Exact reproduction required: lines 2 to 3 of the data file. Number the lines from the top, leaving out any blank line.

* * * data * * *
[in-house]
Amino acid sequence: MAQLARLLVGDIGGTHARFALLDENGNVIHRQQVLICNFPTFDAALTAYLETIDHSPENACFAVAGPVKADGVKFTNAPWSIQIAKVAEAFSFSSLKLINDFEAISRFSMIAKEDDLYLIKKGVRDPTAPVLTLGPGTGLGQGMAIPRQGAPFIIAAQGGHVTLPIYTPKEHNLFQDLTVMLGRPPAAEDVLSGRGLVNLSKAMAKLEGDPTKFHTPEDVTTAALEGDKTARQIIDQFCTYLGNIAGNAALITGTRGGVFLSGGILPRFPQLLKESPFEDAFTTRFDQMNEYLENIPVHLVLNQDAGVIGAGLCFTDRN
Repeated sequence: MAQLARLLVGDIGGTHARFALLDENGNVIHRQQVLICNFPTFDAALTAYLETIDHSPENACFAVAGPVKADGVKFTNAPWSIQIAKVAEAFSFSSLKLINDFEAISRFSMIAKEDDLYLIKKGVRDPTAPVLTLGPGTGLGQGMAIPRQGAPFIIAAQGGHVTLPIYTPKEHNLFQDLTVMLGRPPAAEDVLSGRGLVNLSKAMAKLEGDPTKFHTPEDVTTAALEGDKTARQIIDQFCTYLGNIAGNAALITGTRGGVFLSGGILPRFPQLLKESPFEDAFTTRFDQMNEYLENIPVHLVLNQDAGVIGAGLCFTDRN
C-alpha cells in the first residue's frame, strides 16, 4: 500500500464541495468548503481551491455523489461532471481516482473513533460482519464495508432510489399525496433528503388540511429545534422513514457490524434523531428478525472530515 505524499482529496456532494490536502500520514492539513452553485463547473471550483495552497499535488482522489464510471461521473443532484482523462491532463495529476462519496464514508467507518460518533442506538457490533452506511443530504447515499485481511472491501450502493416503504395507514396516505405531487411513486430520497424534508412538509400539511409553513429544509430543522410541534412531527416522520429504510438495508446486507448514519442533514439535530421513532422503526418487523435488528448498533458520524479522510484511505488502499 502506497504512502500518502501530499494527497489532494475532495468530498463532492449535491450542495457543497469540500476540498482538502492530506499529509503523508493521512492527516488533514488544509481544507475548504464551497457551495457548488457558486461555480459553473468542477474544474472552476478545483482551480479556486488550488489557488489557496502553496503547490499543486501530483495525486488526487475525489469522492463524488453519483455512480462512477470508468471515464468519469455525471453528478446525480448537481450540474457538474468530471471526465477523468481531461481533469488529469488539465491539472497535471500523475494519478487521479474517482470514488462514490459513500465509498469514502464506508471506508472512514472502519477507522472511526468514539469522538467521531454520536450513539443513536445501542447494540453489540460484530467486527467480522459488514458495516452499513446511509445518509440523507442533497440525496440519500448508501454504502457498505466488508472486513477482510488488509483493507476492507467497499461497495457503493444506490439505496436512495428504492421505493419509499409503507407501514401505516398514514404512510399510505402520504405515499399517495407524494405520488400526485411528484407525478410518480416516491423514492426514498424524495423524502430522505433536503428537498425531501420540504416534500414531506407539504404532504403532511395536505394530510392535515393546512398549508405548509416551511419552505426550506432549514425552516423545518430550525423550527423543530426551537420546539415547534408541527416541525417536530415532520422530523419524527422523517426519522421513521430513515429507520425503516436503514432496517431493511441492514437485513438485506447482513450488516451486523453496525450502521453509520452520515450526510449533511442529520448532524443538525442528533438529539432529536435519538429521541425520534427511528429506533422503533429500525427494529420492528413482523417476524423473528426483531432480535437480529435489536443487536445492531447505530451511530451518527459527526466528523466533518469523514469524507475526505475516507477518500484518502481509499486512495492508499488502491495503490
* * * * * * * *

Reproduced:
Amino acid sequence: MAQLARLLVGDIGGTHARFALLDENGNVIHRQQVLICNFPTFDAALTAYLETIDHSPENACFAVAGPVKADGVKFTNAPWSIQIAKVAEAFSFSSLKLINDFEAISRFSMIAKEDDLYLIKKGVRDPTAPVLTLGPGTGLGQGMAIPRQGAPFIIAAQGGHVTLPIYTPKEHNLFQDLTVMLGRPPAAEDVLSGRGLVNLSKAMAKLEGDPTKFHTPEDVTTAALEGDKTARQIIDQFCTYLGNIAGNAALITGTRGGVFLSGGILPRFPQLLKESPFEDAFTTRFDQMNEYLENIPVHLVLNQDAGVIGAGLCFTDRN
Repeated sequence: MAQLARLLVGDIGGTHARFALLDENGNVIHRQQVLICNFPTFDAALTAYLETIDHSPENACFAVAGPVKADGVKFTNAPWSIQIAKVAEAFSFSSLKLINDFEAISRFSMIAKEDDLYLIKKGVRDPTAPVLTLGPGTGLGQGMAIPRQGAPFIIAAQGGHVTLPIYTPKEHNLFQDLTVMLGRPPAAEDVLSGRGLVNLSKAMAKLEGDPTKFHTPEDVTTAALEGDKTARQIIDQFCTYLGNIAGNAALITGTRGGVFLSGGILPRFPQLLKESPFEDAFTTRFDQMNEYLENIPVHLVLNQDAGVIGAGLCFTDRN